Okay, it's an efficient design, although made from exotic composites which translates into "not that cheap." What's really missing from the equation is the hardware and software for mostly automated flight controls, so that even Grandma can punch in a destination and let the aircraft fly itself there.
The Punch in a destination and "let the plane fly grandpa there", is already a possibility..
Talk to FAA, JAA, CASA, etc as to their motivation for restricting the field in terms of Automation and Liability....
Would you as an engineer (If you were an engineer) take the blame for every time some dimwitt flies the plane to fly itself into an inner city condo... Hey I just wanted to get home real quick....
One of the real problems is idiot proofing the control and navigation system.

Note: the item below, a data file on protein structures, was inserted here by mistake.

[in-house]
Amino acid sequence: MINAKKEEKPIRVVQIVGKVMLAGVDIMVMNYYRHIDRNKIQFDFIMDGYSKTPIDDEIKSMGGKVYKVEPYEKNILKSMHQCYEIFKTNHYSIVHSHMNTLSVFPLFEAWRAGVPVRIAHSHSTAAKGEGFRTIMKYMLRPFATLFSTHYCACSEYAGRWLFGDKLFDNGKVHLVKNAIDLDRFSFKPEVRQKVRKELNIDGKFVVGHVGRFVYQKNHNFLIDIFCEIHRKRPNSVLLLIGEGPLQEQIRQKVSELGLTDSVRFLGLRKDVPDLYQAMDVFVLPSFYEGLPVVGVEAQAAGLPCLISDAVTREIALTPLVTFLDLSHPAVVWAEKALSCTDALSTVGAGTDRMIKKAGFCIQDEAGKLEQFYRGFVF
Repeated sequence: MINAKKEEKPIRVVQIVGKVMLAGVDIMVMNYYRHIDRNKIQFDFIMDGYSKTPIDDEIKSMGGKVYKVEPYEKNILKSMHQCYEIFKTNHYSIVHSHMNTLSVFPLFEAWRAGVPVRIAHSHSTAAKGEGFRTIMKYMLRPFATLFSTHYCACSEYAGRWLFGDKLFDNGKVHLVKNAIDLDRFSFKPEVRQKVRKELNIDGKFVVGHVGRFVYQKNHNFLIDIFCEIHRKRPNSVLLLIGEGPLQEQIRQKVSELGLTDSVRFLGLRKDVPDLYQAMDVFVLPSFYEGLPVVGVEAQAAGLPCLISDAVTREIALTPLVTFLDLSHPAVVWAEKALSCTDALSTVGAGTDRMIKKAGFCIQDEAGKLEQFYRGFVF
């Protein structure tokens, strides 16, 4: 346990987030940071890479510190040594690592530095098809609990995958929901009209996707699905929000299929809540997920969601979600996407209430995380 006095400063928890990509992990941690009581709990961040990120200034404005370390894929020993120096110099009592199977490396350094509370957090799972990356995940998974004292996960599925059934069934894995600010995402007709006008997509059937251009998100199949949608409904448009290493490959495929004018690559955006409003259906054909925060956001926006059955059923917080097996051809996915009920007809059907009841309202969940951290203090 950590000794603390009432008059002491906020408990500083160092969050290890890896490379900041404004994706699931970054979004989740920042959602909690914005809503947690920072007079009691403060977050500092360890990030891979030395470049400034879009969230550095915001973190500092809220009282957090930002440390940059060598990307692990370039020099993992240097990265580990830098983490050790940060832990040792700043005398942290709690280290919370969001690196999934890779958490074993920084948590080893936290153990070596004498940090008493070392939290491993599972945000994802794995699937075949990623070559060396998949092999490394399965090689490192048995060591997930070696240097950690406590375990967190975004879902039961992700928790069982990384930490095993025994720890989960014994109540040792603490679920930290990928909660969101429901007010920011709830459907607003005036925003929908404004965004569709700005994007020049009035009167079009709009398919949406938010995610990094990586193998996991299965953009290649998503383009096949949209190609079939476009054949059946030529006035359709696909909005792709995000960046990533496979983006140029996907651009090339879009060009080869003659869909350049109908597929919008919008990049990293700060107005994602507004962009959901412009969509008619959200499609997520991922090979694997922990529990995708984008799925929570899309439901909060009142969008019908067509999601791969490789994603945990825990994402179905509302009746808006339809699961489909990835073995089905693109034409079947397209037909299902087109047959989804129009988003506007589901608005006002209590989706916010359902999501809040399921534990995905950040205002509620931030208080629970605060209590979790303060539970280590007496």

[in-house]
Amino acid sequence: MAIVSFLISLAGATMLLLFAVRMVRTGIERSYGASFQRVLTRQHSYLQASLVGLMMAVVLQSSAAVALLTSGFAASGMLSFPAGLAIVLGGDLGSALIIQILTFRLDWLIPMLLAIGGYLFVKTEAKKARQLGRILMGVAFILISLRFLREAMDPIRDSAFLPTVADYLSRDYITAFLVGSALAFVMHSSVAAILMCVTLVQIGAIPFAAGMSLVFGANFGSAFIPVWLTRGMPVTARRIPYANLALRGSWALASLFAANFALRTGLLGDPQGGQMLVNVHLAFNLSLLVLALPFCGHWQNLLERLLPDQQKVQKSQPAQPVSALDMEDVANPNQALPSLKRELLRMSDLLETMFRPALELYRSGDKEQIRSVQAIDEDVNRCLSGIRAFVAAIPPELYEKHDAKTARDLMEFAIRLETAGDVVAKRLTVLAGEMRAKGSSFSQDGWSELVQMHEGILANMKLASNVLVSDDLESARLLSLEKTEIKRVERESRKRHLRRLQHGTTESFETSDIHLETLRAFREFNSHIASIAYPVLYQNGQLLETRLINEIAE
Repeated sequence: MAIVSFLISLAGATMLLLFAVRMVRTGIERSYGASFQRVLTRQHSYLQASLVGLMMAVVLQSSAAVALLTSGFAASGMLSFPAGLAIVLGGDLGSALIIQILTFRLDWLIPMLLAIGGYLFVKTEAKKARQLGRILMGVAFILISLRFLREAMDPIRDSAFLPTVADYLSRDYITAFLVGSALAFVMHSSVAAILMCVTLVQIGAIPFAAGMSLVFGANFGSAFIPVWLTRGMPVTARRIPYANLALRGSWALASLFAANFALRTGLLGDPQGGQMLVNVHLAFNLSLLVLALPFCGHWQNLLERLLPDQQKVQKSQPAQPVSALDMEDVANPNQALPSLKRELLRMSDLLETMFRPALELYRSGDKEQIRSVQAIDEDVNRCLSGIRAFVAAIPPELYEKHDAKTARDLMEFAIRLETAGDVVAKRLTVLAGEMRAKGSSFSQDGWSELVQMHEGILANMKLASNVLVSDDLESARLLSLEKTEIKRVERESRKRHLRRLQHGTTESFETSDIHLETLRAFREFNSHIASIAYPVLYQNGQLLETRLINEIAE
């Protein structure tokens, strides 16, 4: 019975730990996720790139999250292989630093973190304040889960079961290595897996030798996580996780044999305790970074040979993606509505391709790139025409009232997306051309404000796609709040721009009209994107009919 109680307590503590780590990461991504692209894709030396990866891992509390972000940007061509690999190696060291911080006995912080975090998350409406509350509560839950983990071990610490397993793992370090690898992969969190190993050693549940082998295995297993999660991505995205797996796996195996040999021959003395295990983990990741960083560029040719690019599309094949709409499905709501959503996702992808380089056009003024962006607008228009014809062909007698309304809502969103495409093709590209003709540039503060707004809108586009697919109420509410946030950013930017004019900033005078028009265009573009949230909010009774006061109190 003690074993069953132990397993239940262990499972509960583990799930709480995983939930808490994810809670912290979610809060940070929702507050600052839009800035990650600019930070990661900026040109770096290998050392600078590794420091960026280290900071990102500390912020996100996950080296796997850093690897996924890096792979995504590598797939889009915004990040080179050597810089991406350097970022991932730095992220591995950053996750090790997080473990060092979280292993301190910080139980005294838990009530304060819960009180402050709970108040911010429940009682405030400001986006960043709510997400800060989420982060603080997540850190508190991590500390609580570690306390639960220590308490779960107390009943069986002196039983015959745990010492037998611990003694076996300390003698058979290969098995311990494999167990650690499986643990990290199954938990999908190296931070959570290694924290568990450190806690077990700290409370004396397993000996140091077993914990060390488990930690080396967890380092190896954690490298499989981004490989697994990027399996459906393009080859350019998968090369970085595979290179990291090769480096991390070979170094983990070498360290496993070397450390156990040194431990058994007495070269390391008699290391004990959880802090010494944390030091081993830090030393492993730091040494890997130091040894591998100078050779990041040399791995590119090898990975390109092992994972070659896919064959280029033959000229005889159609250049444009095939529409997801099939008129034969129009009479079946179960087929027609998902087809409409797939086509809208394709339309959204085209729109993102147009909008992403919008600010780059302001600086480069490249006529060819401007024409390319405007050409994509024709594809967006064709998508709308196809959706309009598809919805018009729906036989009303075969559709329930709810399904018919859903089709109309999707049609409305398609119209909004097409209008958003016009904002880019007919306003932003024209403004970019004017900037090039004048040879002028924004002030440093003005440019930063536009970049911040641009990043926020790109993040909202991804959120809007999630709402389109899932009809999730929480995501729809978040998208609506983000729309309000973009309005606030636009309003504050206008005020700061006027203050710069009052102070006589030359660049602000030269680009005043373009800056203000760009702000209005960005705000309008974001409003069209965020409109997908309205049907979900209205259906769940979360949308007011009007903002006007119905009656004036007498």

Maybe it would need an on-line controller approving each and every flight plan filing, then monitoring the flight in real time.... And stepping in if it diverges from the "Plan"
Traffic avoidance etc is easy to do, as long as all of the traffic are fully automated....
That one maverick who Loves flying by the seat of his pants, in the "automated control space" would really mess things up.
As my old professor would have said....
"The first disaster with any sort of Automatic aviation, would be the last..." It really ain't that necessary. There are other ways of getting places... These toys will always be the province of those who can afford to jump through the hoops.... Not Grandpa.
Must be an electric plane because those wings look incapable of carrying fuel.
No this is the just right common sense design. Even the other comments can't criticise it but put in additions which will be in the future design, this is only prototype. This is also the actual future flying car concept. It's fuel efficiency also makes it more affordable. This is the jackpot if it can move forward. If the wings could be made from lithium polymer, this could eventually be an electric. Congratulations and good luck.
Is the design concept and intended effect scalable. If you can make this work with say a 747 carrying capacity, it becomes extremely interesting for both investment and reduced cost for travel.